When Iva Geddes-McNabb heard about the 215 graves found at the residential school in Kamloops she sat down and cried.
It was on her mind for days, as a day school survivor herself, she felt a call to action and so the 73-year-old decided to walk.
She and her walking partner Carlene Hotomoni joined Shayna Lee Taypotat on her walk from Regina to Kamloops. Hotomoni started in Regina, and Geddes-McNabb joined them just outside of Medicine Hat.
Since then the trio has split up with Geddes-McNabb and Hotomoni moving at a faster pace.
“We hardly stop for anything,” Geddes-McNabb said. “Eat, sleep, walk.”
|Iva Geddes-McNab and Carlene Hotomoni are walking to Kamloops with Heather Geddes following along in a vehicle. (Photo via Facebook)|
The two take turns walking, each for an hour at a time, taking breaks in the follow car, which is driven by Geddes-McNabb’s daughter Heather. They usually cover 40-50 kilometres a day, with their longest day so far being 62 km, from Strathmore to Calgary.
Geddes-McNabb is from the George Gordon First Nation, north of Regina. Her parents went to residential school, and she herself went to day school.
Her parents were abused, the more they cried the more they were beaten, Geddes-McNabb said. They were told that their parents didn’t want them and were not allowed to speak their mother tongue.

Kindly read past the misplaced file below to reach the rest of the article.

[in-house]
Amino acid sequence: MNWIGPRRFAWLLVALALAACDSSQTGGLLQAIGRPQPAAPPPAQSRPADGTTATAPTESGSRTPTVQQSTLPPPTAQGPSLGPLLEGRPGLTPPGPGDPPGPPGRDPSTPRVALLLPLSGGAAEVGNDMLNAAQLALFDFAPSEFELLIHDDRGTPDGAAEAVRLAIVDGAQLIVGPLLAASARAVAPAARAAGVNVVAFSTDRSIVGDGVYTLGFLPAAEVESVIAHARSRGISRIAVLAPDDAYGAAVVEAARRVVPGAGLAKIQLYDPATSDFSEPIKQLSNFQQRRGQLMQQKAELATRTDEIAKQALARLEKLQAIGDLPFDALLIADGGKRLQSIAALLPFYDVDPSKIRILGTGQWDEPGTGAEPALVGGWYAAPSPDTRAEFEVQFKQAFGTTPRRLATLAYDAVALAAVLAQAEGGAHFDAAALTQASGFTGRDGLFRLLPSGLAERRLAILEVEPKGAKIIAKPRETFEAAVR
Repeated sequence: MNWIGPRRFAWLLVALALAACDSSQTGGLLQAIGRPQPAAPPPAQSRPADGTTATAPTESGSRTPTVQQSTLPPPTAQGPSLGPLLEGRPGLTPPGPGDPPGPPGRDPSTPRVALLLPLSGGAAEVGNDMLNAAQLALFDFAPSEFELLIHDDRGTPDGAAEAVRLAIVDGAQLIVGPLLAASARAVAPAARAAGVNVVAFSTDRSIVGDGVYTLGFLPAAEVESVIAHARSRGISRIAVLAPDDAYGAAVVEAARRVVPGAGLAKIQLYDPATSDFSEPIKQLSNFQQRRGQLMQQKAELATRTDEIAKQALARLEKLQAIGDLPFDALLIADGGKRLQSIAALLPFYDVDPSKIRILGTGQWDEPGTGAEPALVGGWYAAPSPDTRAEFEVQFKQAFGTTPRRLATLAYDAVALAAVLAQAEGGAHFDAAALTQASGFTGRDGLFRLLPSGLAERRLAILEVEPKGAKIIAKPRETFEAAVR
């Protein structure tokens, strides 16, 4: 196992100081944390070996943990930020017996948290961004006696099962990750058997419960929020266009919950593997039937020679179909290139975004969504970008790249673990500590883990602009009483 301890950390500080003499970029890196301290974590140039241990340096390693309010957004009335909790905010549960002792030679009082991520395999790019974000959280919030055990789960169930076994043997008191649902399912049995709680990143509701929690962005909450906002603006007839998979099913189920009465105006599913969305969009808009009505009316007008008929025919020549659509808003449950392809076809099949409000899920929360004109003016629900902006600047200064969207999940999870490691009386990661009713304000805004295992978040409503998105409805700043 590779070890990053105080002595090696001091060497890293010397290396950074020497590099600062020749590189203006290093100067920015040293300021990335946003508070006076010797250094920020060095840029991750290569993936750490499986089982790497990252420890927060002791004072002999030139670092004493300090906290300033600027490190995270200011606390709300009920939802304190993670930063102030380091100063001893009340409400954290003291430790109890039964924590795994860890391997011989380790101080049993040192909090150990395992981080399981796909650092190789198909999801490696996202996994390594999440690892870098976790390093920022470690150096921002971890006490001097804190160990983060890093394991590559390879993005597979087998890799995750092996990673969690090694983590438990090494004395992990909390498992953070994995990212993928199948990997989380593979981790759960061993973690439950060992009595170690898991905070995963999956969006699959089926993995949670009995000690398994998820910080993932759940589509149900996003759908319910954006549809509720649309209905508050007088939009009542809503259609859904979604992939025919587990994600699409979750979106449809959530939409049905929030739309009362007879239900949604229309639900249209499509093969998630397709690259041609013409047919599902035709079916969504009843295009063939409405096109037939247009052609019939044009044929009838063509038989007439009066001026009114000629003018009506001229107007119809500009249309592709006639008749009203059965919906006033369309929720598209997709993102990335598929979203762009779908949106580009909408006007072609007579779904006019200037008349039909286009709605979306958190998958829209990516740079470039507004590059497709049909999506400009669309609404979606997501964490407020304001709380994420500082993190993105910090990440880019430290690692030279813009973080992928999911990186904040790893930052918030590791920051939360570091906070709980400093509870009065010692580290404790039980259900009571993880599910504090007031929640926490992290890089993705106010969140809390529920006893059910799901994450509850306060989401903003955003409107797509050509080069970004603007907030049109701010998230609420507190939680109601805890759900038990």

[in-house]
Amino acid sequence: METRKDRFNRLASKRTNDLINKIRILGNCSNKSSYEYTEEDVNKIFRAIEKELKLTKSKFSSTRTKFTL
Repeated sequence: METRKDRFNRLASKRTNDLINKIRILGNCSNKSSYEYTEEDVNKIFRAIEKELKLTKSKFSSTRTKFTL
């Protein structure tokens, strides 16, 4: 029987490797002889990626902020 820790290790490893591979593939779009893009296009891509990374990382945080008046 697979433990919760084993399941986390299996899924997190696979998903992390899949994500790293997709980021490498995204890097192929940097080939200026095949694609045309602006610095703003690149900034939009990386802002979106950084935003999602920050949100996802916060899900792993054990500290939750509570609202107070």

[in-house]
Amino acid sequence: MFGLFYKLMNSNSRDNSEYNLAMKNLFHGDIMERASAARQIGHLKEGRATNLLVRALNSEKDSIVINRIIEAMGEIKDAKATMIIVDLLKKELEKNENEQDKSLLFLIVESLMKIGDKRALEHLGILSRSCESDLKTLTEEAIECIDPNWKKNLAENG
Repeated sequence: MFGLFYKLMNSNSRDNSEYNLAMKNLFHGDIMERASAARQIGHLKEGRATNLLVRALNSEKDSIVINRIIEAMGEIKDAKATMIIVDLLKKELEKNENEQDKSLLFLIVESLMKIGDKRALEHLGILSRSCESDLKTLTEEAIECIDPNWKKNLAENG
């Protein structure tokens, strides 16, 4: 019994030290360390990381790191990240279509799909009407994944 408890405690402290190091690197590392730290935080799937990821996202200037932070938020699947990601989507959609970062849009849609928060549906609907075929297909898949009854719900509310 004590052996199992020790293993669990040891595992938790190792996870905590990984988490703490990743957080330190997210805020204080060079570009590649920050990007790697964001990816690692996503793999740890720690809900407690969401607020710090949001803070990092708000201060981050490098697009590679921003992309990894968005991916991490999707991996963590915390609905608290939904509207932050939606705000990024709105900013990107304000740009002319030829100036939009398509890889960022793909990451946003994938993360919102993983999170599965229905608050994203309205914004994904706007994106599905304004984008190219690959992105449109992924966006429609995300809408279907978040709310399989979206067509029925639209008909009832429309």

Geddes-McNabb was forced to change clothes upon arriving at school every day, often into shoes that were too small. She said she was forced to go to church every day where she was told she was a sinner.
Though she has now been sober 26 years, those hurts led to alcoholism at an early age, Geddes-McNabb said.
With her left hip replaced twice, sometimes Geddes-McNabb thinks about quitting. But at the time she spoke with the Revelstoke Review she was only 100 kilometres away from Kamloops.
“We are on a mission,” she said.
A part of it is education. She said she has talked to many people who don’t know about the history of residential schools and she hopes that sharing the truth with one person will have a ripple effect.
“That’s a way of healing,” she said.
She added that she believes if we don’t talk about our hurts we will always blame instead of heal.
It has been an emotional and spiritual journey for Geddes-McNabb.
After her husband died in 2014, she started getting fit: walking, kickboxing, setting up a home gym.
“It’s like I was preparing for this (walk),” she said.
The duo walked through Revelstoke on Aug. 4.
At the moment, Shayna Taypotat is in Canmore after some vehicle problems. The Revelstoke Review will reach out to her when she gets to town.
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